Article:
Sunday, October 29, 2006

An Unexpected Spy Novel

William Boyd’s new novel, Restless, is a historical spy novel, a curious departure for him, but similar to Any Human Heart and The New Confessions (scroll down) in that it reconstructs a biography of a fictional historical character, as if that character were writing his or her autobiography. In this case, the character is Eva Delectorskaya, a former spy for the U.K. before and during the Second World War. Her daughter, Ruth Gilmartin, knows nothing of her mother’s past until 1976, when her mother explains that her identity and past are a complete fiction. Eva has written an autobiography and is feeding it to Ruth one chapter at a time. The action switches between Eva’s wartime memoir and the “present.” In 1976, Eva seems to believe someone is after her for what she did way back then. But we don’t know why that should be (as it isn’t revealed in her memoir until later in the book), so there is a sense of possible menace (or is it merely paranoia?) combined with a mystery. This is an amazingly contrived structure, but because the past and present stories are so interesting, I am willing to overlook it.

What amazes me, though, is that Boyd is repeating almost the exact same structure as he did in The New Confessions—the autobiography alternating with increasingly paranoid episodes set in the present. The characters and plot of the two books are quite different, but this similarity in structure is striking, as are the peripatetic travels of the protagonists. Boyd likes taking his English characters (or Russian-English, in the case of Eva) and sending them on American road trips.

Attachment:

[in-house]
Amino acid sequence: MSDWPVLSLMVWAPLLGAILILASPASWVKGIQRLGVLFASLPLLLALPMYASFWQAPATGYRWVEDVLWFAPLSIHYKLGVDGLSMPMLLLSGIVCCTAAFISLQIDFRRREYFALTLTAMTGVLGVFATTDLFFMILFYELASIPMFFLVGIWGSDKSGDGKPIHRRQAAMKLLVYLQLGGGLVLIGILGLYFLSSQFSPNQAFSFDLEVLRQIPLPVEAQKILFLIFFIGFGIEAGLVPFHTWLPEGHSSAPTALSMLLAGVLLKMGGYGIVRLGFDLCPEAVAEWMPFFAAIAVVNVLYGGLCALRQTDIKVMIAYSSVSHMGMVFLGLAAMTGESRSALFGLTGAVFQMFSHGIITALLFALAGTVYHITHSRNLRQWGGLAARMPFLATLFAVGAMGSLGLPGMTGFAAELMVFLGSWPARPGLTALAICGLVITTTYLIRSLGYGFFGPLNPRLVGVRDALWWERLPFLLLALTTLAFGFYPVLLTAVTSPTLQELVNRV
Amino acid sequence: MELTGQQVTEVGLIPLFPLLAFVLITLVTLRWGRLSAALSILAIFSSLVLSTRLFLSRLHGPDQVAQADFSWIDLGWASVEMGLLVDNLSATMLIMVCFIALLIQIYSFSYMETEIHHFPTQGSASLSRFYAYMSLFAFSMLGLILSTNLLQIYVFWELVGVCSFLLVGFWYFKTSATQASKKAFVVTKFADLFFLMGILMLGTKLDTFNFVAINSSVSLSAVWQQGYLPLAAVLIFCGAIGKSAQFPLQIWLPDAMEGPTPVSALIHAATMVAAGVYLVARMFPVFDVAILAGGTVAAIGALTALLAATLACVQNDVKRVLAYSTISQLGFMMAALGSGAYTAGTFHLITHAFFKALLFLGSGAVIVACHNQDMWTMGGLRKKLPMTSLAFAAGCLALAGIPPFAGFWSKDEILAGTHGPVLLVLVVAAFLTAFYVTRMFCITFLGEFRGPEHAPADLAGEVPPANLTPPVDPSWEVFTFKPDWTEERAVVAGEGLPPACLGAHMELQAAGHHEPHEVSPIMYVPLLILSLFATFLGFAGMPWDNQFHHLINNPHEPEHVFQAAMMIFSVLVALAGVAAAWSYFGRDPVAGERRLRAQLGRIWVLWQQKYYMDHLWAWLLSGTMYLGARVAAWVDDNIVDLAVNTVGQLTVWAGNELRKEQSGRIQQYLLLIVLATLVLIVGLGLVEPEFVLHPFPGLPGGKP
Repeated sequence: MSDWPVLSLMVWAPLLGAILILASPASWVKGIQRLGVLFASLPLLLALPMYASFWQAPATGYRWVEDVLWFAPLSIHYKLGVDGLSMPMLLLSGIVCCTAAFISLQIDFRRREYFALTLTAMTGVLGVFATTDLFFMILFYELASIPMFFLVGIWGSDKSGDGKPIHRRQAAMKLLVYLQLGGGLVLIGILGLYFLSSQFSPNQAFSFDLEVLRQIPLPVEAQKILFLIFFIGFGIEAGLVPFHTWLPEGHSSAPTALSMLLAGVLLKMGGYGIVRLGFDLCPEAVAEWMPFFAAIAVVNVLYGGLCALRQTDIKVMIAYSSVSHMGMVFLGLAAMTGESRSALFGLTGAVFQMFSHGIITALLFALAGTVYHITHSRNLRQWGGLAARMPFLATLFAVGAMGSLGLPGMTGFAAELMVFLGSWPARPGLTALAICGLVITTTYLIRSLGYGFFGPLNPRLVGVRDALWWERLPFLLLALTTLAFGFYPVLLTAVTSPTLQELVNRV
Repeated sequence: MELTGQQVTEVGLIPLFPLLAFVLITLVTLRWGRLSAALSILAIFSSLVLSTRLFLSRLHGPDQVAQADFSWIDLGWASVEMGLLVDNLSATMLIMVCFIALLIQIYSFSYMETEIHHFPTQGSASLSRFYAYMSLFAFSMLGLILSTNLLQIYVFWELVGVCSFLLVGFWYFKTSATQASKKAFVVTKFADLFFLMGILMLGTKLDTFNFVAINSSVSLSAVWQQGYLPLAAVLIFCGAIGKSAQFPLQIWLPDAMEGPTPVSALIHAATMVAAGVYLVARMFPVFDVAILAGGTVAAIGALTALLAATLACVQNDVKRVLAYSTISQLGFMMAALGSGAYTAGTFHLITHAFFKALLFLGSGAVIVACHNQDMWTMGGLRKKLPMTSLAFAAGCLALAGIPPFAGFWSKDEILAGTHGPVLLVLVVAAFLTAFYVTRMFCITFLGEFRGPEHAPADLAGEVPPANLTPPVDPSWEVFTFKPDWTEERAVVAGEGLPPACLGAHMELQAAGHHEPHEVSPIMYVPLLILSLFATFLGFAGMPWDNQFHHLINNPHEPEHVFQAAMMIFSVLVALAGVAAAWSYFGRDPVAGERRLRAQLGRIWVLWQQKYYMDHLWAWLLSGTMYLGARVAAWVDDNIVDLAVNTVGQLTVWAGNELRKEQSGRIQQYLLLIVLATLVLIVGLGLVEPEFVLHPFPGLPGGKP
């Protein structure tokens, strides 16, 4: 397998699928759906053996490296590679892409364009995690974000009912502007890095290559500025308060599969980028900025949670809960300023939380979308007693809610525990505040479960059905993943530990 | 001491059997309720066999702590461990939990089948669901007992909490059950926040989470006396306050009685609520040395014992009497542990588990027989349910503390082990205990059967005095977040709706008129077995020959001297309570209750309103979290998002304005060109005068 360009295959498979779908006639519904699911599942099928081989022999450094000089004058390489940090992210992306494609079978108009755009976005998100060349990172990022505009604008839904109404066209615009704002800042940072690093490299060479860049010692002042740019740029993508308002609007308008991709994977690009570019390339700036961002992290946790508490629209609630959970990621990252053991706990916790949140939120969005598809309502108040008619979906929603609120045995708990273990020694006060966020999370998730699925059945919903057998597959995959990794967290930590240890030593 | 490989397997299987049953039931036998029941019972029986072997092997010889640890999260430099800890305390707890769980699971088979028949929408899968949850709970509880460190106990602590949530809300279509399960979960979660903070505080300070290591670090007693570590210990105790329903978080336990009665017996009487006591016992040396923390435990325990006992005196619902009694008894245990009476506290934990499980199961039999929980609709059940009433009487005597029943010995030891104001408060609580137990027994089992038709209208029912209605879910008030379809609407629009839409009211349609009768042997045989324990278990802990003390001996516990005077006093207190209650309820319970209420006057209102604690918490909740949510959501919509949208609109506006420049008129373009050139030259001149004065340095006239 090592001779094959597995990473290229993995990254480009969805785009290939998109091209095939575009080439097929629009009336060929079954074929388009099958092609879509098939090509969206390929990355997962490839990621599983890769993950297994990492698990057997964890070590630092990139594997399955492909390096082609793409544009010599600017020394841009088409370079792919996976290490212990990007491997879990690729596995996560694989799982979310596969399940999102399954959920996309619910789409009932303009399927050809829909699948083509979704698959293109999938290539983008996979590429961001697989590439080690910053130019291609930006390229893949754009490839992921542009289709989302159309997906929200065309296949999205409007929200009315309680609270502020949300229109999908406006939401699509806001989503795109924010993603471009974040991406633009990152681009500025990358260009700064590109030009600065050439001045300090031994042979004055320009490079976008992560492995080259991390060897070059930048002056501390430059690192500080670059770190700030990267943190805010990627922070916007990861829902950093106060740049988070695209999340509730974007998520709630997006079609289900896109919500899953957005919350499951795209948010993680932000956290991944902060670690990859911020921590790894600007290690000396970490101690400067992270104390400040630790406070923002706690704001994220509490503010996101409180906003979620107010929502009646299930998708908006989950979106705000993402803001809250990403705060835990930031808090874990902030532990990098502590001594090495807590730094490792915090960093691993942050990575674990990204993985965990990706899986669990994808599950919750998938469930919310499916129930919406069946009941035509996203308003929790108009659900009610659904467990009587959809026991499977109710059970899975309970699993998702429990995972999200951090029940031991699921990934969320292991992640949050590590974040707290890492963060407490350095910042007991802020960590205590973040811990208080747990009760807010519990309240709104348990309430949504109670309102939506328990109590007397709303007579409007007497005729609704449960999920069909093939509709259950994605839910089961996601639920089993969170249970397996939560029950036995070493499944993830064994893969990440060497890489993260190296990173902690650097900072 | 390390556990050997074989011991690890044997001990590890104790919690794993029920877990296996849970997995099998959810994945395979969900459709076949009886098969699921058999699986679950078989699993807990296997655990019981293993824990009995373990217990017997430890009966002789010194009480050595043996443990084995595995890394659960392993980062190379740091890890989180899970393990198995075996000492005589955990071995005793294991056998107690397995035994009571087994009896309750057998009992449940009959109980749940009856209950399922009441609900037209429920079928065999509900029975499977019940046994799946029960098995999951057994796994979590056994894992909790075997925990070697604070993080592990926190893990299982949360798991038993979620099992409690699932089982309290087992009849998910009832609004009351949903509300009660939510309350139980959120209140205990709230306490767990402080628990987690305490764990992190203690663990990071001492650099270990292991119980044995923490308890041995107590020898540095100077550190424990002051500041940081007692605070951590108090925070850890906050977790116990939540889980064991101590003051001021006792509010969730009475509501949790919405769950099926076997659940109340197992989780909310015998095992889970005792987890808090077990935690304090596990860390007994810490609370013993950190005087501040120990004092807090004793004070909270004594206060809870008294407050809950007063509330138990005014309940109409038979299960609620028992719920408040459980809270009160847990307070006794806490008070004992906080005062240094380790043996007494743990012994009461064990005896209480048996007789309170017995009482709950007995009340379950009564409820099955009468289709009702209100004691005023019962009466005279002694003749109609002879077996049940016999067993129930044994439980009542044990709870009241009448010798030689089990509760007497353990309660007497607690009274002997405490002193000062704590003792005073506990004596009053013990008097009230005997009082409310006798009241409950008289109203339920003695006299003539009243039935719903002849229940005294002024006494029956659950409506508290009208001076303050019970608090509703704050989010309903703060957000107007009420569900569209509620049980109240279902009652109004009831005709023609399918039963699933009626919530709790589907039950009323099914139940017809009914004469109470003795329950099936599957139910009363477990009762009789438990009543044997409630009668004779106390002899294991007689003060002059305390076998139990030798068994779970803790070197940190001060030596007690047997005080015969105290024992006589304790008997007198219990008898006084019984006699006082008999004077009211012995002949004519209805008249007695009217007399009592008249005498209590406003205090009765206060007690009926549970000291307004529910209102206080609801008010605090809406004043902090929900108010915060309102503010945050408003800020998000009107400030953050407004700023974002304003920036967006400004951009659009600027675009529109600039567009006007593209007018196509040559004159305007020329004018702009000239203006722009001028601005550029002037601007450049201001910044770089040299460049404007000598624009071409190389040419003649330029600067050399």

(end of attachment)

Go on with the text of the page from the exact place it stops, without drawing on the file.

I don’t fault Boyd for using this structure again. (Maybe a little for the contrivance of the doled-out memoir, but that’s ok.) So much of his work is about how a relatively ordinary present can be the result of a highly improbable past. Ruth worries briefly that her mother’s current paranoia and weird acts are a sign of mental or neurological illness (as this happened to her father before he died). But even though Eva’s fears seem to have been unfounded, we discover over the course of the novel that they were anything but irrational.

A subplot has Ruth very tangentially involved with someone who she believes might have been involved with the Baader-Meinhof Gang. This parallels Eva’s fears, and I think is meant to show that the kind of crazy situation Eva was in could happen to the most ordinary person (Ruth), and that it is easy to jump to paranoid conclusions.

This was a totally enjoyable novel—not quite up to my favorite, The New Confessions, but certainly equal to Stars and Bars and The Blue Afternoon. I wonder how much of the scenario Boyd lays out is true—or at least plausible.



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